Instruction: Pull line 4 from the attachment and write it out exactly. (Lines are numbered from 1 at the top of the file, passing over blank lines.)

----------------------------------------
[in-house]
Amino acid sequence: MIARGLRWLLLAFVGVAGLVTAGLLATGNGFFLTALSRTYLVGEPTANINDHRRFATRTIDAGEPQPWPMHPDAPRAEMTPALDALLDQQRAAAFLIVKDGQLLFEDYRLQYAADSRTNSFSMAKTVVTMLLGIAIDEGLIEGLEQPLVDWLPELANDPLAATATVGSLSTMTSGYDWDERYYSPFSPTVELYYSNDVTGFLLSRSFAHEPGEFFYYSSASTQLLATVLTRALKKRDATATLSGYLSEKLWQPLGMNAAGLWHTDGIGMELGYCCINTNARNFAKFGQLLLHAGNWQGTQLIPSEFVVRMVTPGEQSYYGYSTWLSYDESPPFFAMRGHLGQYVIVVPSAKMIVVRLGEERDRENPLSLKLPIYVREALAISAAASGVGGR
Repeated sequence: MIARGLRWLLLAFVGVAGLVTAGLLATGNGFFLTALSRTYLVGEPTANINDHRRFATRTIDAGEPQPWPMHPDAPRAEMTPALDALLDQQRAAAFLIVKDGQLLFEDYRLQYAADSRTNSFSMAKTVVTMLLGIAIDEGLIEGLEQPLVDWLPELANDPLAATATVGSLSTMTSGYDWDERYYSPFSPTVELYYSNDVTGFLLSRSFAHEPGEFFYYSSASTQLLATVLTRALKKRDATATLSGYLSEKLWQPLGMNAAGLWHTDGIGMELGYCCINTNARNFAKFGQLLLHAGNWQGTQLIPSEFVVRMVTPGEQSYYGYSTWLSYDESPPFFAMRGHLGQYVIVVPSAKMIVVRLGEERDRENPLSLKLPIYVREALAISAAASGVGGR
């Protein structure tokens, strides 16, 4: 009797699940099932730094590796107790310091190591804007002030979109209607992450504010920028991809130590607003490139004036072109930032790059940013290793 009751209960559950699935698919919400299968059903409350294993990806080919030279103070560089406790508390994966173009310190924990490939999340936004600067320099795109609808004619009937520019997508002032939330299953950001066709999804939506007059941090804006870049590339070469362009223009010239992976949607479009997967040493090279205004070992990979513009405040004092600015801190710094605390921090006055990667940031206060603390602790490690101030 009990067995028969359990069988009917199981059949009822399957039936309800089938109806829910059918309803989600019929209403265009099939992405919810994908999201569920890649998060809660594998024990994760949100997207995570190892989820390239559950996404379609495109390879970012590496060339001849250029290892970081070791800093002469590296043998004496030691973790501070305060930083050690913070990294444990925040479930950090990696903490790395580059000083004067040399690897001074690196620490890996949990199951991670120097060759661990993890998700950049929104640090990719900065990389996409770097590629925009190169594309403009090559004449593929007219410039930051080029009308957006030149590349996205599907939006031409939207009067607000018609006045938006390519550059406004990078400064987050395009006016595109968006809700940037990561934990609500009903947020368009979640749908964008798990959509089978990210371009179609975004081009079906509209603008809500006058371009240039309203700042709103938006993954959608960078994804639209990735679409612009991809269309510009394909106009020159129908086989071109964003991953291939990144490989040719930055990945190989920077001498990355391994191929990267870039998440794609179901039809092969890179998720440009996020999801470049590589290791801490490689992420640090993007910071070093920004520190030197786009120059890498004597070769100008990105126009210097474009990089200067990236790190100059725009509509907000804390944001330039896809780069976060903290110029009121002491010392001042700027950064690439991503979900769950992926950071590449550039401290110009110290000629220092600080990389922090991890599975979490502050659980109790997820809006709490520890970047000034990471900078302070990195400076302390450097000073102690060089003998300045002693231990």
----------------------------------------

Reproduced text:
């Protein structure tokens, strides 16, 4: 009797699940099932730094590796107790310091190591804007002030979109209607992450504010920028991809130590607003490139004036072109930032790059940013290793 009751209960559950699935698919919400299968059903409350294993990806080919030279103070560089406790508390994966173009310190924990490939999340936004600067320099795109609808004619009937520019997508002032939330299953950001066709999804939506007059941090804006870049590339070469362009223009010239992976949607479009997967040493090279205004070992990979513009405040004092600015801190710094605390921090006055990667940031206060603390602790490690101030 009990067995028969359990069988009917199981059949009822399957039936309800089938109806829910059918309803989600019929209403265009099939992405919810994908999201569920890649998060809660594998024990994760949100997207995570190892989820390239559950996404379609495109390879970012590496060339001849250029290892970081070791800093002469590296043998004496030691973790501070305060930083050690913070990294444990925040479930950090990696903490790395580059000083004067040399690897001074690196620490890996949990199951991670120097060759661990993890998700950049929104640090990719900065990389996409770097590629925009190169594309403009090559004449593929007219410039930051080029009308957006030149590349996205599907939006031409939207009067607000018609006045938006390519550059406004990078400064987050395009006016595109968006809700940037990561934990609500009903947020368009979640749908964008798990959509089978990210371009179609975004081009079906509209603008809500006058371009240039309203700042709103938006993954959608960078994804639209990735679409612009991809269309510009394909106009020159129908086989071109964003991953291939990144490989040719930055990945190989920077001498990355391994191929990267870039998440794609179901039809092969890179998720440009996020999801470049590589290791801490490689992420640090993007910071070093920004520190030197786009120059890498004597070769100008990105126009210097474009990089200067990236790190100059725009509509907000804390944001330039896809780069976060903290110029009121002491010392001042700027950064690439991503979900769950992926950071590449550039401290110009110290000629220092600080990389922090991890599975979490502050659980109790997820809006709490520890970047000034990471900078302070990195400076302390450097000073102690060089003998300045002693231990």